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Re: [eclipse-pmc] Publishing 0.9 API's for new components

> The challenge is that we are not confident in the shape of "the
> stuff that consumers should call".  Worse, there is some of that stuff
> people will have to call for p2 (or API Tooling) to be integrated into
> SDK.

If this is the case, it should not be API, nor should it be in a package
that looks as if it was API.  I sometimes think of an API as a promise, so
if you cannot promise that you will be able to maintain the interface, make
it internal. This does not rule out that you can have contracts between you
and other *known* parties about what they can expect in future releases.
The key is to know the other parties (and their release schedules...) so
that you know what you can change and when.

> Clearly the unambiguously internal should be marked as x-internal := true
> and has "internal" in the package name.   But what do we do about the
> that people are supposed to call but we cannot guarantee?  Putting it in
> internal package blurs the distinction and hinders early adopters.  We
> use "provisional" as a human readable distinguisher.

I would recommed making it internal, but separating the API candidates into
their own package (internal.provisional ?) so that it is easier to explain
to early adopters which part of your code you want them to call.

>  That still leaves the
> question of x-internal := true.  Setting it to "false" (or omitting the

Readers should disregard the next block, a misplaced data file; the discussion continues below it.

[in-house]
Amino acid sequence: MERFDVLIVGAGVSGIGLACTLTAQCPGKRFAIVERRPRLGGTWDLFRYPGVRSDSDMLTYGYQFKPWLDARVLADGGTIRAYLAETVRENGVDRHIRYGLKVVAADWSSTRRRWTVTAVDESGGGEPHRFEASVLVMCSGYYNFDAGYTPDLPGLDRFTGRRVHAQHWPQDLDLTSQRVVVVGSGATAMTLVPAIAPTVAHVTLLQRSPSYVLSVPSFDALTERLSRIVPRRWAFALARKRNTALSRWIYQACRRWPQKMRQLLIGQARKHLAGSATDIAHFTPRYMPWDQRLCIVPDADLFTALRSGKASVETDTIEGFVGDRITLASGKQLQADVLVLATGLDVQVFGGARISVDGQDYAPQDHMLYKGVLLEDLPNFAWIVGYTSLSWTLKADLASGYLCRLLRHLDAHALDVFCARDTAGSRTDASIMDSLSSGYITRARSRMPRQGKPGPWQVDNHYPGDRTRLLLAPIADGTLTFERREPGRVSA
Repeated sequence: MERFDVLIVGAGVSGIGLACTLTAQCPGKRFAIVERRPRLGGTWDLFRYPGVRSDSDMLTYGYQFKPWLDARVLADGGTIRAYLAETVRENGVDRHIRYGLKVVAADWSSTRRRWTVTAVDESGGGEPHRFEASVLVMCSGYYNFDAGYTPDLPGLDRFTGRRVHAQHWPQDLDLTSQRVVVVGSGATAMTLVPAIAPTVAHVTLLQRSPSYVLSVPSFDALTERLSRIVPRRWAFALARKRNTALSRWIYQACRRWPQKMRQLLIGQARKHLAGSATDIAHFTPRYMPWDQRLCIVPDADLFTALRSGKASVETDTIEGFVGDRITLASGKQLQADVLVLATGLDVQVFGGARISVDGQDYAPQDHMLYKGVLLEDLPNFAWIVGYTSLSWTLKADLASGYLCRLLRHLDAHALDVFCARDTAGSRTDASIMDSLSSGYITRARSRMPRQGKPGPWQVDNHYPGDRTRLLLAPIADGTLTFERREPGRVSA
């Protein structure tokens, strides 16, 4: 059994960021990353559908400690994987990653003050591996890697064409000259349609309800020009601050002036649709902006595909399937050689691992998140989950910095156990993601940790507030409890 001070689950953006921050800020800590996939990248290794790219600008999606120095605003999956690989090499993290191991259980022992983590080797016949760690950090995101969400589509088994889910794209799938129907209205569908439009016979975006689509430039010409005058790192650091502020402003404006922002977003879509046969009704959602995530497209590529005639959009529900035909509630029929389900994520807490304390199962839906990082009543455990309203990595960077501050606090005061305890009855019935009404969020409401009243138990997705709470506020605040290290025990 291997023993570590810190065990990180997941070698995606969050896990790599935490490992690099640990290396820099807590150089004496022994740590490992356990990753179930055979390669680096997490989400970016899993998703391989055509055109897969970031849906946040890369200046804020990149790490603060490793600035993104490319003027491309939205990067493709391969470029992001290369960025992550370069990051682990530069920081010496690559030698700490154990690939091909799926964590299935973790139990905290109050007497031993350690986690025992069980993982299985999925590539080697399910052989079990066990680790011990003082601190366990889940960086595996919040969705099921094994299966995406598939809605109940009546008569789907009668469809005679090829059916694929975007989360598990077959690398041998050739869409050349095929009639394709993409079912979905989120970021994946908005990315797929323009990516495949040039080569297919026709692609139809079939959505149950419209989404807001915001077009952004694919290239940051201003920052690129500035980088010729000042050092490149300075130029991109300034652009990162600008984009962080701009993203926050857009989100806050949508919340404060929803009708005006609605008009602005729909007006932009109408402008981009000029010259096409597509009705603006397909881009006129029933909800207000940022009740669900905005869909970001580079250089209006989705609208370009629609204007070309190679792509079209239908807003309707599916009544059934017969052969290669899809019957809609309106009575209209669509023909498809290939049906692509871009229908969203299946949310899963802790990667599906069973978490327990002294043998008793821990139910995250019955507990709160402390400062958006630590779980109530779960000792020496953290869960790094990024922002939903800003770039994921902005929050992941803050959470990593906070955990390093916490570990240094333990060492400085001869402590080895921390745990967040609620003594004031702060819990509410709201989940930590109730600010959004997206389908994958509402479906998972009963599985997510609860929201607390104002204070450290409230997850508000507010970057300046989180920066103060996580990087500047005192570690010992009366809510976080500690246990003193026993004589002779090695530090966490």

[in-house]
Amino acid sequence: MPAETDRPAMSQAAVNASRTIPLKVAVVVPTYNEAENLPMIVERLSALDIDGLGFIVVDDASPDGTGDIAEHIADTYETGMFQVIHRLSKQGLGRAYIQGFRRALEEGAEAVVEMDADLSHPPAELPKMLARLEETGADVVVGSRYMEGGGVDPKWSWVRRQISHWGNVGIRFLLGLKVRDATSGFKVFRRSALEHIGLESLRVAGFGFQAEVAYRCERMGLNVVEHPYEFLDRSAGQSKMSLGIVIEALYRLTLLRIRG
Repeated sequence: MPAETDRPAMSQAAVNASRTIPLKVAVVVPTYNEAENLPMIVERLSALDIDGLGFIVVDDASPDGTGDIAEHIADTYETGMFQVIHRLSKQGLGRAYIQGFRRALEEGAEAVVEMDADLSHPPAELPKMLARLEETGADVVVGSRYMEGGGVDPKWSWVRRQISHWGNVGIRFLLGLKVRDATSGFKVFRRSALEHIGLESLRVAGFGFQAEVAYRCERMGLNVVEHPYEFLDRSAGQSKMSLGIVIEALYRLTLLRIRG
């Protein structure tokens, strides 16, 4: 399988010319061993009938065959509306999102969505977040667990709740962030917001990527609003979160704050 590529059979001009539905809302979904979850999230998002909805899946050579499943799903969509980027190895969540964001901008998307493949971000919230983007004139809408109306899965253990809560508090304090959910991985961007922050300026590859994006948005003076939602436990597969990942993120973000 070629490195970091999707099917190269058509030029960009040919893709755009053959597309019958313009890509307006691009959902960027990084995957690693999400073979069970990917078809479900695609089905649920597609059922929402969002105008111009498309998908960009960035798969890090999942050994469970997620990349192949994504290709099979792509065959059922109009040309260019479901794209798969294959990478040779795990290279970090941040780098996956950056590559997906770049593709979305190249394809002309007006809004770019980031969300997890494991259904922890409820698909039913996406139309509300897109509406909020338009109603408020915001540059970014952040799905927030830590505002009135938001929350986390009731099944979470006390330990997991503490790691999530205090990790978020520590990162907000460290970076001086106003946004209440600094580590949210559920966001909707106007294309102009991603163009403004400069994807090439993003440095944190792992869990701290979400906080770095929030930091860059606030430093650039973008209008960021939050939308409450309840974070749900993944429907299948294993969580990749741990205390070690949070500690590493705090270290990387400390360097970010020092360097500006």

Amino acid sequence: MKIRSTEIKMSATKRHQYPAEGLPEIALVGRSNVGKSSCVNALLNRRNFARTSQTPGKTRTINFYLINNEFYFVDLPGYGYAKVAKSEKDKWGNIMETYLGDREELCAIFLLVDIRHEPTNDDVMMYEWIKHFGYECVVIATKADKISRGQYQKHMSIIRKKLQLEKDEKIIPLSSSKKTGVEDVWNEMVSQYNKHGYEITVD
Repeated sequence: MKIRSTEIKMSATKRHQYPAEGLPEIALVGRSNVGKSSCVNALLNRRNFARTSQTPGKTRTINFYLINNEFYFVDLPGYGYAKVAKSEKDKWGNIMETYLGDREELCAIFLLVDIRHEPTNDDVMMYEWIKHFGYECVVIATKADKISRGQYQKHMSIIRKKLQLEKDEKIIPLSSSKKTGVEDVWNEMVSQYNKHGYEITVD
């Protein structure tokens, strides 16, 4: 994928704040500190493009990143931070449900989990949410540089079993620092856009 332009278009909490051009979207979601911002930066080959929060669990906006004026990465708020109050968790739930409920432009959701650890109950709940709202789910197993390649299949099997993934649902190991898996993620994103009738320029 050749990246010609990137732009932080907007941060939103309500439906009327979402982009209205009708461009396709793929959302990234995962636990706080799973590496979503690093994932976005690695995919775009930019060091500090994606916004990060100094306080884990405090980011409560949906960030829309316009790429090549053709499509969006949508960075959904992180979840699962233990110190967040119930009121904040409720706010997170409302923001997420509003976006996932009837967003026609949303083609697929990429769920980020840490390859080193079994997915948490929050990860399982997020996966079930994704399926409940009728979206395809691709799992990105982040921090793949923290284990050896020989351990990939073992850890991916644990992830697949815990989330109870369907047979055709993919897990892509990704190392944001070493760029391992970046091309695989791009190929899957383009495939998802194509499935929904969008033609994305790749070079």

> directive) is signals its interest to consumers but is inaccurate wrt
> API-ness.  Setting the directive to "true" solves that problem but forces
> all consumers to either live with the warnings or turn them off.

My gut feeling is that you want x-internal:=true so that clients don't call
internals inadvertently.  We could solve the warnings problem with a
modifier on Require-Bundle/Import-Package, something like: "Require-Bundle:
org.eclipse.equinox.p2;forced-friend:=true" - what do you think?

> There is a further issue of whether or not we have the extra segment
> (internal or provisional) in the package name thereby forcing all to
> their code when we finally do graduate.

IMO, forcing all to change is a good thing. This makes it clear that you
really need a contract between you and early adopters, and that graduating
means a coordinated change involving all of these known parties.  If you
are lucky, all they have to do is organize imports; doesn't sound too bad
to me given the tooling that we have.

> Finally, what Darin suggested (using 0.9) is the superficial equivalent
> "not graduating" the function.  That is, would we ship incubator content
> 3.4?

How is this different from shipping a 1.0 version and then, if you need
breaking changes, shipping a 2.0 version in the next release?


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